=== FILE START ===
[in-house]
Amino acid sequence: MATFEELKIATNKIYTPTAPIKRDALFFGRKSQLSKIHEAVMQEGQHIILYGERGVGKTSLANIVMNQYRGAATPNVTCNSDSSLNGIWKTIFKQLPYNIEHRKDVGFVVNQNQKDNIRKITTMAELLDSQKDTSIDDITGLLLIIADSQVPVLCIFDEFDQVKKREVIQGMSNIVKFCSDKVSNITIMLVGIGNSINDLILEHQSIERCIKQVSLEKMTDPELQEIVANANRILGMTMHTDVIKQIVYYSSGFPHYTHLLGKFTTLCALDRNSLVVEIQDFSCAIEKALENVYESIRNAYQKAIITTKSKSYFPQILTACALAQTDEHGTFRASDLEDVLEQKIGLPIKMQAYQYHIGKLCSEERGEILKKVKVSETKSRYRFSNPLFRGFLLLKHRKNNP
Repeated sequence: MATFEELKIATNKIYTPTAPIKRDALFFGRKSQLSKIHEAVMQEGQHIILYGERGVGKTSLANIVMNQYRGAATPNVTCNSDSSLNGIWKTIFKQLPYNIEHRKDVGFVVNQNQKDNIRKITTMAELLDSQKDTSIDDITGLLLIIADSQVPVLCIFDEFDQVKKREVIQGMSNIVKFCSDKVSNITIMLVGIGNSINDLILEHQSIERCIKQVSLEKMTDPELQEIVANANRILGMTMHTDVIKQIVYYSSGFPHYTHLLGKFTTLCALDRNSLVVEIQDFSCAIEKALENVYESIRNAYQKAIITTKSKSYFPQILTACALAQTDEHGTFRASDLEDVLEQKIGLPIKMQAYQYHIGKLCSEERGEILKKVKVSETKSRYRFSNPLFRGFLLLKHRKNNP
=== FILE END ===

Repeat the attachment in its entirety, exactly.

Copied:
[in-house]
Amino acid sequence: MATFEELKIATNKIYTPTAPIKRDALFFGRKSQLSKIHEAVMQEGQHIILYGERGVGKTSLANIVMNQYRGAATPNVTCNSDSSLNGIWKTIFKQLPYNIEHRKDVGFVVNQNQKDNIRKITTMAELLDSQKDTSIDDITGLLLIIADSQVPVLCIFDEFDQVKKREVIQGMSNIVKFCSDKVSNITIMLVGIGNSINDLILEHQSIERCIKQVSLEKMTDPELQEIVANANRILGMTMHTDVIKQIVYYSSGFPHYTHLLGKFTTLCALDRNSLVVEIQDFSCAIEKALENVYESIRNAYQKAIITTKSKSYFPQILTACALAQTDEHGTFRASDLEDVLEQKIGLPIKMQAYQYHIGKLCSEERGEILKKVKVSETKSRYRFSNPLFRGFLLLKHRKNNP
Repeated sequence: MATFEELKIATNKIYTPTAPIKRDALFFGRKSQLSKIHEAVMQEGQHIILYGERGVGKTSLANIVMNQYRGAATPNVTCNSDSSLNGIWKTIFKQLPYNIEHRKDVGFVVNQNQKDNIRKITTMAELLDSQKDTSIDDITGLLLIIADSQVPVLCIFDEFDQVKKREVIQGMSNIVKFCSDKVSNITIMLVGIGNSINDLILEHQSIERCIKQVSLEKMTDPELQEIVANANRILGMTMHTDVIKQIVYYSSGFPHYTHLLGKFTTLCALDRNSLVVEIQDFSCAIEKALENVYESIRNAYQKAIITTKSKSYFPQILTACALAQTDEHGTFRASDLEDVLEQKIGLPIKMQAYQYHIGKLCSEERGEILKKVKVSETKSRYRFSNPLFRGFLLLKHRKNNP